The country’s trade deficit could rise to as much as $300 billion in 2022-23 fiscal year, pushing the current account deficit to about $140 billion, or 3.9% of the GDP, the bank estimated in a research note.
“If the current account deficit indeed rises to $140 billion, the overall BOP (balance of payment) deficit could be as large as $80 billion for FY23, as we are forecasting a capital account surplus of about $60 billion,” said Kaushik Das, chief economist, India and South Asia, Deutsche Bank.
Accounting for a decline in reserves due to changes in valuation, the deficit in the current fiscal could be as large $100 billion-$105 billion, Das said.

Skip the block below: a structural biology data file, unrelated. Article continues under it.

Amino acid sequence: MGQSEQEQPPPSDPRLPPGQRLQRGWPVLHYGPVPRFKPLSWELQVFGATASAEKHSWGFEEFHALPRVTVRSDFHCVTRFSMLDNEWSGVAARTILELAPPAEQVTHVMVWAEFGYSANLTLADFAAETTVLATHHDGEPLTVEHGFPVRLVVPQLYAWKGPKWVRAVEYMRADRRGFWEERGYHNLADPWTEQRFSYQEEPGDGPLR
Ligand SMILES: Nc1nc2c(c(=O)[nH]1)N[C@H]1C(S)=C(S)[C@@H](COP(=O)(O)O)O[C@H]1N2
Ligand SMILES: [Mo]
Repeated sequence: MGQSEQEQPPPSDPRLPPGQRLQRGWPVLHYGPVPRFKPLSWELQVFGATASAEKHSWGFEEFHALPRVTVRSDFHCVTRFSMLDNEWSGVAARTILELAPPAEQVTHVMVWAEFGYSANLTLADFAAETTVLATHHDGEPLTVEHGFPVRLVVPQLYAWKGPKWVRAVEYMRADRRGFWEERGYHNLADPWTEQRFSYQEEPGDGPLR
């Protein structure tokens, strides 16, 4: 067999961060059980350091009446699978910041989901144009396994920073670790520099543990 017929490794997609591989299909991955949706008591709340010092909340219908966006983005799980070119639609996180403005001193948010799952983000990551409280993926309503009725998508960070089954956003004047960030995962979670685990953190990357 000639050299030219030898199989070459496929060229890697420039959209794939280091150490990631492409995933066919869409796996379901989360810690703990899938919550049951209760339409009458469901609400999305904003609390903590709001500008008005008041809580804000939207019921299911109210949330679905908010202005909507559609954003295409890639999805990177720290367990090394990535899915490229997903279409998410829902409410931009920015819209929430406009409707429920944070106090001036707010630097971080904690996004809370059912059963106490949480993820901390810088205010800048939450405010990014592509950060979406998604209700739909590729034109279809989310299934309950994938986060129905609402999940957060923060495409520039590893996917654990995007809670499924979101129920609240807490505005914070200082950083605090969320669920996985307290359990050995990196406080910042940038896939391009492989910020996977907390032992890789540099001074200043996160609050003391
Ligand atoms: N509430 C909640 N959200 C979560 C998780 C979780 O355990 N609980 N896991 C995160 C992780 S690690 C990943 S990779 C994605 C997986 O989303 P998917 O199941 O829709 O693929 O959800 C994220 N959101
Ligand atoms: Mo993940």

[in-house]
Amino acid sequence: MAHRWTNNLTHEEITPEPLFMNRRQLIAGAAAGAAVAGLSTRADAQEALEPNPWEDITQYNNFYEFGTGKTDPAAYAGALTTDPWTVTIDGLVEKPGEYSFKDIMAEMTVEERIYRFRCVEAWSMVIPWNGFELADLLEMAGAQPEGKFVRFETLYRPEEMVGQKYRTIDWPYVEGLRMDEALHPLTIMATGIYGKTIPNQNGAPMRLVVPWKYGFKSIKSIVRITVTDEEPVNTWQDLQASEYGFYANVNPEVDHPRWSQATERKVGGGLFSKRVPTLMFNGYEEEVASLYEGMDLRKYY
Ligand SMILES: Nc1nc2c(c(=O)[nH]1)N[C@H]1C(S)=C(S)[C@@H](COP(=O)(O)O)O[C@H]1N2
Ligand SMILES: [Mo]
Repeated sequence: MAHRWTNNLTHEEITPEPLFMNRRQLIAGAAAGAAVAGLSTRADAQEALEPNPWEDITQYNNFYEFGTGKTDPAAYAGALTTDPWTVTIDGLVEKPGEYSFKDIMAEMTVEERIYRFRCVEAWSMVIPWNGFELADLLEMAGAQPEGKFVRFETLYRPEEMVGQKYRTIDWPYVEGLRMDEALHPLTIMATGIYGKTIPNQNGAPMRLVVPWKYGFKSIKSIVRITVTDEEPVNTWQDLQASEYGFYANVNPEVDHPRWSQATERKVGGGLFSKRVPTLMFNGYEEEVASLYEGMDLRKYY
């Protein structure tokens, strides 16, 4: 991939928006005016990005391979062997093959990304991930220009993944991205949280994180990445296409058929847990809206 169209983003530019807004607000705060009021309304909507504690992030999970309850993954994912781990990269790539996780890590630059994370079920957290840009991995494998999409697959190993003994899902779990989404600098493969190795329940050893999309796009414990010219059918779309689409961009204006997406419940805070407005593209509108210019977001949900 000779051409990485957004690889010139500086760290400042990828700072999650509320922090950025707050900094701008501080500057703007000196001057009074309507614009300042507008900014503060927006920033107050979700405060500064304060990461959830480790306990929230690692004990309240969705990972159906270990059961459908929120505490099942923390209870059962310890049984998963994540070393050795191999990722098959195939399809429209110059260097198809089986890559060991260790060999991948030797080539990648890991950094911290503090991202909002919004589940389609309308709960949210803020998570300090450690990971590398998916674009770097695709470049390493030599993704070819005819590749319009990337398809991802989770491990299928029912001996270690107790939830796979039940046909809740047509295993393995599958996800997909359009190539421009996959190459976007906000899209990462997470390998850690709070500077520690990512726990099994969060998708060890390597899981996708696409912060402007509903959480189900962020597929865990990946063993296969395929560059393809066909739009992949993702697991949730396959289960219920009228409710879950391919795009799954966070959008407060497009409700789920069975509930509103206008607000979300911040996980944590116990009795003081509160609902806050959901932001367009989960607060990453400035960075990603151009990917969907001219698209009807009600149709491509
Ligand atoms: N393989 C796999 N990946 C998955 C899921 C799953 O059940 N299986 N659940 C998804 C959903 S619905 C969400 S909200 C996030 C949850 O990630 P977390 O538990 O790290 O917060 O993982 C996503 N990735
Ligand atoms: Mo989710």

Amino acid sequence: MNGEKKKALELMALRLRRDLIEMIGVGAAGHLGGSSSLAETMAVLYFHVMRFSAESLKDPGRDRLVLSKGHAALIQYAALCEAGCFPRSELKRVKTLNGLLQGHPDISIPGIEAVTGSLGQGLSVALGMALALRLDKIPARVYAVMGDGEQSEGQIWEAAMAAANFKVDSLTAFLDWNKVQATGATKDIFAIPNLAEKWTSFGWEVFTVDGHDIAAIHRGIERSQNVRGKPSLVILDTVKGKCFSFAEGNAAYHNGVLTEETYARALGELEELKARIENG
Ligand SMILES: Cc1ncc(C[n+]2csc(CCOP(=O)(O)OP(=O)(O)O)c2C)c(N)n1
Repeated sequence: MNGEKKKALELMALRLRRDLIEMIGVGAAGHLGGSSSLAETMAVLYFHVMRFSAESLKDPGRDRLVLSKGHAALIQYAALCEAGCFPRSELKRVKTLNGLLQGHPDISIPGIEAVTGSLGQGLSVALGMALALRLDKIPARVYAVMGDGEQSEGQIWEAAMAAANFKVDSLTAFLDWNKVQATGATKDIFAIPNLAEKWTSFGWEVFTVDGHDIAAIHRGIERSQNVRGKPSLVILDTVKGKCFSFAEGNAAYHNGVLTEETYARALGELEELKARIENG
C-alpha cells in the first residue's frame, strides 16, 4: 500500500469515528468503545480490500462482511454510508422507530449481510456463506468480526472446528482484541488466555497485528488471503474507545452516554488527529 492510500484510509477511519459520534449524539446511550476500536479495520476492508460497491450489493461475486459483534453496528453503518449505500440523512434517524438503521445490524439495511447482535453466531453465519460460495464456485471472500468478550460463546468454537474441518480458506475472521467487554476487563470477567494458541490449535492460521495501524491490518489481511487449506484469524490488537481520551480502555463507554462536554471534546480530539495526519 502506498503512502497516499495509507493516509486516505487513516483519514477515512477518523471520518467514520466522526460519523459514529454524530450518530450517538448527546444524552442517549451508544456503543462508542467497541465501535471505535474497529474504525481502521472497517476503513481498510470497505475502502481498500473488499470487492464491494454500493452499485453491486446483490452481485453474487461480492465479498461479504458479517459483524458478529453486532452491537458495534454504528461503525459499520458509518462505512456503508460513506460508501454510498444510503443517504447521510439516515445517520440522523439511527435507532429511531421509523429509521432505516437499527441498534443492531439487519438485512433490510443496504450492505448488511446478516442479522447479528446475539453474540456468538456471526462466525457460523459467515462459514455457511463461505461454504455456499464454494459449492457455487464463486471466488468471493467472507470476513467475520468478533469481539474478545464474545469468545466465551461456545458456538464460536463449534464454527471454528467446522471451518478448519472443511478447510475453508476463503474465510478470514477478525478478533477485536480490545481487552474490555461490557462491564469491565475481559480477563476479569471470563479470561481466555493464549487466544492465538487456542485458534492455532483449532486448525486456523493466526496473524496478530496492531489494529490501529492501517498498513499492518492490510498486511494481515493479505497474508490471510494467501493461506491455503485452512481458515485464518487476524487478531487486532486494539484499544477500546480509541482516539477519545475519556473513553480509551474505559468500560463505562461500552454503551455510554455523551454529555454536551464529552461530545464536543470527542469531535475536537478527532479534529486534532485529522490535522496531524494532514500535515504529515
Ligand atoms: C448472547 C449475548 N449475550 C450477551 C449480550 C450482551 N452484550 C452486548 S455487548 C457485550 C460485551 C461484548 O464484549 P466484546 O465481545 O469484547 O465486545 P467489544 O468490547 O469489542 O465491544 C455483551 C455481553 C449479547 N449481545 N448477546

India’s spot forex reserves fell to $561 billion by end-August from $607 in end-March, while net forwards outstanding likely declined to $17 billion from $66 billion, implying a drawdown of $49 billion, Das estimated.
The overall forex reserves, including spot rupee and forwards, stood at of $578 billion at the end of August and is likely to fall to below $550 by the end of this fiscal year, Das said.
He highlighted a speech by Reserve Bank of India Governor Shaktikanta Das earlier this week that said the central bank would aim to anchor expectations around the depreciating rupee and intervene to prevent an overshoot.
“With the RBI’s proactive FX intervention expected to continue – to smoothen volatility and prevent excessive depreciation in rupee – FX reserves are likely to fall further from current levels,” Deutsche Bank said.